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AM code, MCSO teaming against illegal rentals

By Rick Catlin, Islander Reporter

The house at 211 Willow, Anna Maria, is listed as a vacation rental, but the advertisement for the property lists downstairs activities and living, a violation of Anna Maria code. Islander Photo: Rick Catlin

Anna Maria code enforcement officers and Manatee County Sheriff’s Office deputy Steve Ogline, who is assigned to the MCSO-Anna Maria substation, have begun targeting vacation rental owners for failure to have proper licenses or violating city codes.

One of the first properties targeted by Ogline is 211 Willow Ave., where the city has sent owners Alison Boak and Allan Weinstein a notice to bring the property into compliance by eliminating a downstairs living area.

Ogline, meanwhile, has been working to identify properties that lack a vacation rental license from the Florida Department of Business Regulation, and 211 Willow is on the list.

He contacted rental agent Jan Callaghan and informed her a DBPR license is needed for the property.

In his letter to Callaghan, Ogline says it has “nothing to do with any taxes that are to be paid for the home being used as a rental property. You will still need to comply with whatever that entails.”

He asked Callaghan to inform him when the proper application is sent to the DBPR or when the license is obtained. “That would be great,” he said.

The deputy stressed he is trying to cooperate with rental agents and homeowners, but he did copy his investigation report to Anna Maria code enforcement.

Ogline was given authority by Sgt. Dave Turner, head of the MCSO-Anna Maria substation, to seek out properties that do not have required state licenses.

On the code issues, building official Bob Welch said he usually gives owners 30 days to comply before re-inspecting the property.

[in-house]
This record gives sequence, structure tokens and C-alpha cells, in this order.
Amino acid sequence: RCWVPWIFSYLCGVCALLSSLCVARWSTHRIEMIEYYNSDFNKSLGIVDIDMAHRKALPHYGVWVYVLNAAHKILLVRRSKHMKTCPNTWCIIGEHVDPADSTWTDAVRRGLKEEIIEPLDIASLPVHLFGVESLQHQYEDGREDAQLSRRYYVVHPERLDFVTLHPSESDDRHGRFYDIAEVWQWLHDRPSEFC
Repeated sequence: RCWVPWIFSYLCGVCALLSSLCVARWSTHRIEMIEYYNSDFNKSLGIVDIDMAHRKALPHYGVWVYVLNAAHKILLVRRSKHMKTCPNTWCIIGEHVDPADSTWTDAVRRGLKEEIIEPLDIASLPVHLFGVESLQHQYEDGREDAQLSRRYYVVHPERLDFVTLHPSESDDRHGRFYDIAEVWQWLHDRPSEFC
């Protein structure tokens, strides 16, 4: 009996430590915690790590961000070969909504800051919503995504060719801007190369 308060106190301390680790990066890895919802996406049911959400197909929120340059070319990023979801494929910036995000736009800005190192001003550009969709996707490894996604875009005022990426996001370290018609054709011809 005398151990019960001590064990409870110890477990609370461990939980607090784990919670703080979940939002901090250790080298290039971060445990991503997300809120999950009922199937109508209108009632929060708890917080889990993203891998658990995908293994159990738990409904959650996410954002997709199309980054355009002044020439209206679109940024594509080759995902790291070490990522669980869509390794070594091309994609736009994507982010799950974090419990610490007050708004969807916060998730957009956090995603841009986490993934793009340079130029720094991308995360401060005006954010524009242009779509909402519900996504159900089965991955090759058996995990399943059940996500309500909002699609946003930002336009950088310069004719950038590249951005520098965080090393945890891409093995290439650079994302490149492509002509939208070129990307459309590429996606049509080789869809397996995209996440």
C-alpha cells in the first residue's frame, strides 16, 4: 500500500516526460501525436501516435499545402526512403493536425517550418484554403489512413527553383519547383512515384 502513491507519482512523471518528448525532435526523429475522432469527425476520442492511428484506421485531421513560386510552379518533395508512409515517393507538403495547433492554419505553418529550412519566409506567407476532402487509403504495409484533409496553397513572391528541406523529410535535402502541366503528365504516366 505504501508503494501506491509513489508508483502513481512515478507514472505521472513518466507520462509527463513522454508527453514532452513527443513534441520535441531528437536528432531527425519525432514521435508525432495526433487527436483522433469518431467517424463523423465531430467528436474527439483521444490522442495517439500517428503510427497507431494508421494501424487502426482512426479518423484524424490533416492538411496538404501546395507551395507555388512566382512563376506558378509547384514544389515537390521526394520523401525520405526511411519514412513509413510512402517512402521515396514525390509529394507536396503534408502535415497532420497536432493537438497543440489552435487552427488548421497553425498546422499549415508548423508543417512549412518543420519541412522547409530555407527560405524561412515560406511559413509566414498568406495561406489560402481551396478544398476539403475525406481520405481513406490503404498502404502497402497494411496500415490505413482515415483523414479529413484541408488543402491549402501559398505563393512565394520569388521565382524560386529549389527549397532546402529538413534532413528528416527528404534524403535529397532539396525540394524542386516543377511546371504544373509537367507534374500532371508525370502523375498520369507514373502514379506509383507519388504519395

If a property is still not up to code, Welch can issue a citation requiring an appearance before the city’s special magistrate.

Ogline and the city’s code enforcement officers are working separately but doing their best not to step on the other’s toes.

Ogline has 12 properties to investigate to determine if they have the required DBPR license, but he asked code enforcement officer Gerry Rathvon if she’s had any contact with the DBPR regarding a license or if she’s been in touch with the property owner or rental agent.

“I wanted to run them by you first” to avoid any overlap, Ogline said in a memo.

Rathvon is on vacation and could not be reached for comment.

Welch said one of the city code enforcement officers will check the list to determine if any complaints have been received about those particular properties, or if they violate any city code. Code enforcement will not be checking to see if the resort taxes or sales taxes are being paid.

The resort tax is the 5 percent charged on rentals in Manatee County of six months or less. The sales tax is the 6.5 percent charged on all rentals, regardless of length.

Sue Sinquefield of the Manatee County Tax Collector’s resort tax collections division said she could not give out the names of owners or managers not paying the resort or sales tax, but said code enforcement agencies would have such authorization.

Sinquefield said any property owner or rental agent out of compliance with payment of the resort tax would have to pay the past due money and possibly a fine. Additionally, the owner’s name would be given to the Florida Department of Revenue.

Anna Maria Commissioner SueLynn, who spearheaded the commission effort to find vacation rentals using the ground floor as a living area and to identify nuisance properties, said the cooperation is a “good first step” but there is long way to go.

“We welcome tourism. We just want to protect our old Florida atmosphere and ensure we can keep it for future generations,” she said.

An estimated 700 vacation rental properties are in Anna Maria. The database kept by Ogline and the code enforcement office has slightly more than 500 properties and owners listed, Rathvon has said.

Ogline has sent letters to owners of all the properties on his list. The list came from his database of Anna Maria property owners who list their home as a vacation rental, but apparently do not have a DBPR license.

The list of properties Ogline is investigating to determine if the owner or property manager holds the proper DBPR licenses are:

• 214 Palmetto Ave.

• 208 Palm Ave.

• 411 Alamanda Road.

• 227 Willow Ave.

• 10107 Gulf Drive

• 201-203 Elm Ave.

• 510 South Drive.

• 123 Hammock Road

• 314 Tarpon St.

• 798 North Shore Drive.

• 853 North Shore Drive.

• 211 Willow Ave.

• 11101 Gulf Drive and 11103 Gulf Drive. Ogline noted the owners applied for the wrong type of license and are amending their application.

One Response to AM code, MCSO teaming against illegal rentals

  1. Mermaiden says:

    “We just want to protect our old Florida atmosphere, and ensure
    we can keep it for future generations.” MORE OF THIS, PLEASE!!!

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